There’d even been a guest star: one of Andrew Wyeth’s models from the 1970s, who talked to the students about what it was like to pose for the painter of such works as the iconic 1948 work Christina’s World, which hangs in the Museum of Modern Art in New York.
Walking ahead of Stiner on the dirt road were his classmates and both his teachers, who two decades ago were teacher and pupil. Creighton was Wyeth’s thesis advisor when she was at Bates, and also her professor in a course that offered deep community engagement in Lewiston. Wyeth, who majored in American Cultural Studies, says today that Creighton was a vital part of her development as a Bates student, nurturing and mentoring her.
She and Wyeth began talking about co-teaching this First-Year Seminar last year. As Bates continues to improve and revamp its overall First-Year Experience program, both traditional and brand-new seminar offerings such as “Inventing New England” continue to play a key role in introducing students to Bates academics — close contact with professors, intensive writing and building both a real sense of community and of place.
In the case of “Inventing New England,” a sense of place is particularly pertinent. The syllabus is filled with New England specific work, like Carolyn Chute’s 1985 novel The Beans of Egypt, Maine, but also some classic Westerns, such as John Ford’s Stagecoach, to provide perspective on how the American West is represented on screen or canvas.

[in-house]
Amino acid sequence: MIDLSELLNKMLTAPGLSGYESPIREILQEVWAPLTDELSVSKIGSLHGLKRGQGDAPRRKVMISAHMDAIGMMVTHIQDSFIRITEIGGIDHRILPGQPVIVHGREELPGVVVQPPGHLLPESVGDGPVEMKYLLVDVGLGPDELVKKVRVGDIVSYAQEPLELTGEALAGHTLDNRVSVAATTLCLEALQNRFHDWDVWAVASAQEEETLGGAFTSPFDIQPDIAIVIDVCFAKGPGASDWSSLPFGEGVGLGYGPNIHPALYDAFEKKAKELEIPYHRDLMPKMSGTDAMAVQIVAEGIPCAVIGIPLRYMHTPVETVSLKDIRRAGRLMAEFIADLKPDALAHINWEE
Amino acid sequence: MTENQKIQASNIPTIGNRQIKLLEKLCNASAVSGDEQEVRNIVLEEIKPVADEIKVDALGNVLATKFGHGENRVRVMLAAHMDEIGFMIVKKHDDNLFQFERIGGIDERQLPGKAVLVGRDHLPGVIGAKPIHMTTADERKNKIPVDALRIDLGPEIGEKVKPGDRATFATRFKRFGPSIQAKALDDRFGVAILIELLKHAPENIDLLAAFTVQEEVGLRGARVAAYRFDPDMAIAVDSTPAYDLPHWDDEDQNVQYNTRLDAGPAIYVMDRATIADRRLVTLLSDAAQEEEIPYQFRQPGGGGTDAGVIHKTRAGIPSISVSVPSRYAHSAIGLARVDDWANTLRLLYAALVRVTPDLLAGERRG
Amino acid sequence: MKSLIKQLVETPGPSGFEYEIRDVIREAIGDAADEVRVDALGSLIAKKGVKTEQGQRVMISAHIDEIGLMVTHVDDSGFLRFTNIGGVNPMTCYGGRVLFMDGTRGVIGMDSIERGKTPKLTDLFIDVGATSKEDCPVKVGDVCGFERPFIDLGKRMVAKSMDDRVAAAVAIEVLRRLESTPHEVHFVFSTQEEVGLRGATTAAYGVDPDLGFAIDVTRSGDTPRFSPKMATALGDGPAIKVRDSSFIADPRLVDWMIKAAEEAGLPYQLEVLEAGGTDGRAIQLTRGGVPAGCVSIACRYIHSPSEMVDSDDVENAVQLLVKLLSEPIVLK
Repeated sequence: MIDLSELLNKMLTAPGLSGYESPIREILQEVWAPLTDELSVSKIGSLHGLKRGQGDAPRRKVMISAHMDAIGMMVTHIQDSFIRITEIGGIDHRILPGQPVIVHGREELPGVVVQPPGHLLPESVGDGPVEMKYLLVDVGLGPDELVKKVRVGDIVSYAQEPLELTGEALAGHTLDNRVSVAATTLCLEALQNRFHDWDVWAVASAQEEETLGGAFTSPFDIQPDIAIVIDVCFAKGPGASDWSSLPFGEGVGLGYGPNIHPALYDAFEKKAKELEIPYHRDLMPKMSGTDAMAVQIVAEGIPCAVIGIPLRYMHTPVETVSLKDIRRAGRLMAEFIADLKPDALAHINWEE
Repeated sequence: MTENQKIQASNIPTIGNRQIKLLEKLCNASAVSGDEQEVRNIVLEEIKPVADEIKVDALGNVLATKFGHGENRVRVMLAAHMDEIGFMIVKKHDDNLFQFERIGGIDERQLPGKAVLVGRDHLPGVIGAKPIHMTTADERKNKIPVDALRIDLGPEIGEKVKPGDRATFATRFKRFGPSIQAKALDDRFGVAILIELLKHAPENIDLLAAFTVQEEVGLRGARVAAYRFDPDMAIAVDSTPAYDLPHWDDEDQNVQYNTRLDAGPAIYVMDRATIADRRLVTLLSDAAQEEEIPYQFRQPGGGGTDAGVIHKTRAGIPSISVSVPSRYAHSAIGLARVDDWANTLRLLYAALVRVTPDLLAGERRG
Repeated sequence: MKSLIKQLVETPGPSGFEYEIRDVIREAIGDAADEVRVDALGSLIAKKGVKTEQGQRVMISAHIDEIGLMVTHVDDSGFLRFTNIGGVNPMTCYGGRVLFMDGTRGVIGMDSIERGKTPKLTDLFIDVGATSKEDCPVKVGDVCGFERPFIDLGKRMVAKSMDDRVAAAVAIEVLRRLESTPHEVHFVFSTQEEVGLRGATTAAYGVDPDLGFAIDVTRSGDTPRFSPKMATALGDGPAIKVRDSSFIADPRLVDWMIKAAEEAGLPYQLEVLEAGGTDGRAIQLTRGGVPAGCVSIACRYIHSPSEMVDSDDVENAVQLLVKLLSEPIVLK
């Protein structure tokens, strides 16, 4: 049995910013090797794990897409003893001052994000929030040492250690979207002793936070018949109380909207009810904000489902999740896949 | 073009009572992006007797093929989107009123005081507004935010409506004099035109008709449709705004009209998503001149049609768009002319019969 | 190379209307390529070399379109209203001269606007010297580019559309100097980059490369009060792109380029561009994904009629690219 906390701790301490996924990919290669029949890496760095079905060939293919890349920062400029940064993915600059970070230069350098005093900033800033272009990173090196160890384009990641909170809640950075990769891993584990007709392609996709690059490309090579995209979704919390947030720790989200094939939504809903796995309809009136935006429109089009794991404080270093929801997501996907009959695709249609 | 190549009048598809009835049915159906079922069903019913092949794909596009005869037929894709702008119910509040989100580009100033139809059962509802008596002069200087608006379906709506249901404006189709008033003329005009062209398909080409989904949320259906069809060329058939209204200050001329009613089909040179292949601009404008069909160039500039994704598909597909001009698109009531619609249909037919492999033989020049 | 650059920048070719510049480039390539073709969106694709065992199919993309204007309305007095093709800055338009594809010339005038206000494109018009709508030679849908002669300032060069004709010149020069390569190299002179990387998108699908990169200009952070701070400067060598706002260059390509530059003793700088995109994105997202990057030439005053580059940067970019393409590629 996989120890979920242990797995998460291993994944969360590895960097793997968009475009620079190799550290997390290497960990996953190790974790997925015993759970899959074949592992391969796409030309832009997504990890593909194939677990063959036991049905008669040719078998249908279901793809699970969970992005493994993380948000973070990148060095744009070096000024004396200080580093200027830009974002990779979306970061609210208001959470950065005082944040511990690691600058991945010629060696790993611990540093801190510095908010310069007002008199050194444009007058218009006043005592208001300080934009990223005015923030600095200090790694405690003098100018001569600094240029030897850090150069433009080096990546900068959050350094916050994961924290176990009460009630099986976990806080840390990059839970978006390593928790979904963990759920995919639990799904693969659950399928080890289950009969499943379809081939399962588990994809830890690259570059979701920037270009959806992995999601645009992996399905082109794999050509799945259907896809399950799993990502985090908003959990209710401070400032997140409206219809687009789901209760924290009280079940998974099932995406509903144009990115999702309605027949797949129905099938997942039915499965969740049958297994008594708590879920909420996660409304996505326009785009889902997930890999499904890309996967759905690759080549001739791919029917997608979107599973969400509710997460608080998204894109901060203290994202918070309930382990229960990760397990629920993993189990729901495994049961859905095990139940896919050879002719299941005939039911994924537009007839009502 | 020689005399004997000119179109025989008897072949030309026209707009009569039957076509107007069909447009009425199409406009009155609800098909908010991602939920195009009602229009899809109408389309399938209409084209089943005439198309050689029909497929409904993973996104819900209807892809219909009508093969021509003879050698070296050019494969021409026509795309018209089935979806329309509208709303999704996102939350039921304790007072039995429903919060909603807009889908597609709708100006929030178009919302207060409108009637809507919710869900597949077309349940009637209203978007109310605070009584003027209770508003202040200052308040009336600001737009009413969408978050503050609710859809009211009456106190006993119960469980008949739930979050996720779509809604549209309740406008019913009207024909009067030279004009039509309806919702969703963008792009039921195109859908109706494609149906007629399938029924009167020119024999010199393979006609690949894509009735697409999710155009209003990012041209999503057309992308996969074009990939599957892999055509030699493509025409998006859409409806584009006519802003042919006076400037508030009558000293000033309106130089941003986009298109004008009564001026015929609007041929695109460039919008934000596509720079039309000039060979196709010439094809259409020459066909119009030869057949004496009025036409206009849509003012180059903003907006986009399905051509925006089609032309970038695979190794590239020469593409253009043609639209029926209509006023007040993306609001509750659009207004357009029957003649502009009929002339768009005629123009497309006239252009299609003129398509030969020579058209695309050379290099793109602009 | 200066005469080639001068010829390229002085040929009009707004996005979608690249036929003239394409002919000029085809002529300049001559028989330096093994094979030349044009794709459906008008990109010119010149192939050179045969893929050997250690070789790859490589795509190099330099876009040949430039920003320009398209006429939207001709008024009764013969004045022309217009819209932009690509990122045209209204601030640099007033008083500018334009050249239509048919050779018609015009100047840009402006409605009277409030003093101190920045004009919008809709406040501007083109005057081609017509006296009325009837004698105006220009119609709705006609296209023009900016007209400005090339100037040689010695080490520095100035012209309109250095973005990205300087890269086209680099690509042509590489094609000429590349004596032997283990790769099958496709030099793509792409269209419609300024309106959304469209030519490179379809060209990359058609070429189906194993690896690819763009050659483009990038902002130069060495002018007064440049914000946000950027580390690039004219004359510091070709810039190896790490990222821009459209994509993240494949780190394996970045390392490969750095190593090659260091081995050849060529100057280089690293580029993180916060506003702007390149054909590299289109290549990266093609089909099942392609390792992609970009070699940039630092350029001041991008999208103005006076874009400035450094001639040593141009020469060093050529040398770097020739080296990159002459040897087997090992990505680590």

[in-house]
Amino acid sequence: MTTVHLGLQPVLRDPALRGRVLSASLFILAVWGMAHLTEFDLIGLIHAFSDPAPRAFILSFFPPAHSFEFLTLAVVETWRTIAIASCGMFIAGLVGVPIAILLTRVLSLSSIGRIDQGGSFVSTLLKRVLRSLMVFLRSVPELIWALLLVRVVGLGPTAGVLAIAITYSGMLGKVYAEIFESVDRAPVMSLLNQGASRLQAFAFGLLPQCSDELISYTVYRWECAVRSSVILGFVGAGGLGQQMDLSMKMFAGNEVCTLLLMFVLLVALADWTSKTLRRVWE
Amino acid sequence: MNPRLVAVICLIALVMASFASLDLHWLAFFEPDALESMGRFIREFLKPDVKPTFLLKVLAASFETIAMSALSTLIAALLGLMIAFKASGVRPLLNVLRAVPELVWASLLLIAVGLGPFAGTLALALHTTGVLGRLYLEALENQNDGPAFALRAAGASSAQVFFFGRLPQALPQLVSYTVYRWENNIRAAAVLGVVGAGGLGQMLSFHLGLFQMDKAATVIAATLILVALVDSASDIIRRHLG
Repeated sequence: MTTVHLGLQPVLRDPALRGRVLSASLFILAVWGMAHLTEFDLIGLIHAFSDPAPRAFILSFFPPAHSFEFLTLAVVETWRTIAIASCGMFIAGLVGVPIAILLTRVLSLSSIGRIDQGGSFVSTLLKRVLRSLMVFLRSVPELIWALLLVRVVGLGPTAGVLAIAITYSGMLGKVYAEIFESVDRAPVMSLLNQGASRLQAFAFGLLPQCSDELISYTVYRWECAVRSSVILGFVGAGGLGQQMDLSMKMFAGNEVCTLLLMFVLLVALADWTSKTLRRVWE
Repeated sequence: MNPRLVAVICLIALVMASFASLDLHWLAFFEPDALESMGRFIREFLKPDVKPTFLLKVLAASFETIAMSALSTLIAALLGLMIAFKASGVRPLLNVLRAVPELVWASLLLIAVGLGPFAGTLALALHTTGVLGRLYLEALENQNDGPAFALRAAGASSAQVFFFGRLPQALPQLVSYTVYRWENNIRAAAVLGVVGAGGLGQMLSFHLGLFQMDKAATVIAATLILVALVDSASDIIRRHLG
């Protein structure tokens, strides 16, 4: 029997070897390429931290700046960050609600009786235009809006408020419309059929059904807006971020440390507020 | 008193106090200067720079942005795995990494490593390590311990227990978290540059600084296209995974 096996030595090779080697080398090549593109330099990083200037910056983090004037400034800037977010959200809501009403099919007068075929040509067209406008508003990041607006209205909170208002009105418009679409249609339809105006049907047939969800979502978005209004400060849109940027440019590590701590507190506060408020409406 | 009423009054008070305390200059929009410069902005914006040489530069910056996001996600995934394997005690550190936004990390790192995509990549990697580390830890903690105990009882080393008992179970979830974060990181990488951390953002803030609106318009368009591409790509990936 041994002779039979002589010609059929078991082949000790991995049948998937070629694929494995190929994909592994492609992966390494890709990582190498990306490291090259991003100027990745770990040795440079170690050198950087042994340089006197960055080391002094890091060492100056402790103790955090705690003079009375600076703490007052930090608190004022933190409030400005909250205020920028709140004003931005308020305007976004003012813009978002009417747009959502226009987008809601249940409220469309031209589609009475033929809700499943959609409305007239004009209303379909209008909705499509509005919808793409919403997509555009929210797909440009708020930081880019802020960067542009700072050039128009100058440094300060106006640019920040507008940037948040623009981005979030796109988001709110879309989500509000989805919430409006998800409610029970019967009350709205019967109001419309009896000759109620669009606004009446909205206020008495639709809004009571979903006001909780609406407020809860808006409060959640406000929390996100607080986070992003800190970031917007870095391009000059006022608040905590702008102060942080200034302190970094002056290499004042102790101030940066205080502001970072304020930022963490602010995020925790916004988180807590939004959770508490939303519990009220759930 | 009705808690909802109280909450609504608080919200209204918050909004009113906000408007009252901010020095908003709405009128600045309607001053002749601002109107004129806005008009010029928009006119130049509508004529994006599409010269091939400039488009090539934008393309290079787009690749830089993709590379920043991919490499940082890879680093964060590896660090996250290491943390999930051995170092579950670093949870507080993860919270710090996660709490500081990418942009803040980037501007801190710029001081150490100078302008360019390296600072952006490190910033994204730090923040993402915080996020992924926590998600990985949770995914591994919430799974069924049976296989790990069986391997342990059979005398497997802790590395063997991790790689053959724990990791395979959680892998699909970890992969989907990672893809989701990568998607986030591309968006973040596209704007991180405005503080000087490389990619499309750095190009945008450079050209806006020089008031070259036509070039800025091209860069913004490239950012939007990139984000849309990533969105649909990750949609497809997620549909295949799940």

“That was a good way to start talking about region and regional identity and how the West got imagined in dominant American culture,” Creighton says. “And one of the advantages here is that N.C. Wyeth did a lot of Western paintings as well.”
The field trip to the coast had started with an up-close and personal visit to the art itself at the Farnsworth Museum in Rockland, where artworks from all three generations of painters are well represented in the Wyeth Center. There, Victoria Wyeth, who knows the paintings the way others know a family photo album, led the students through multiple galleries.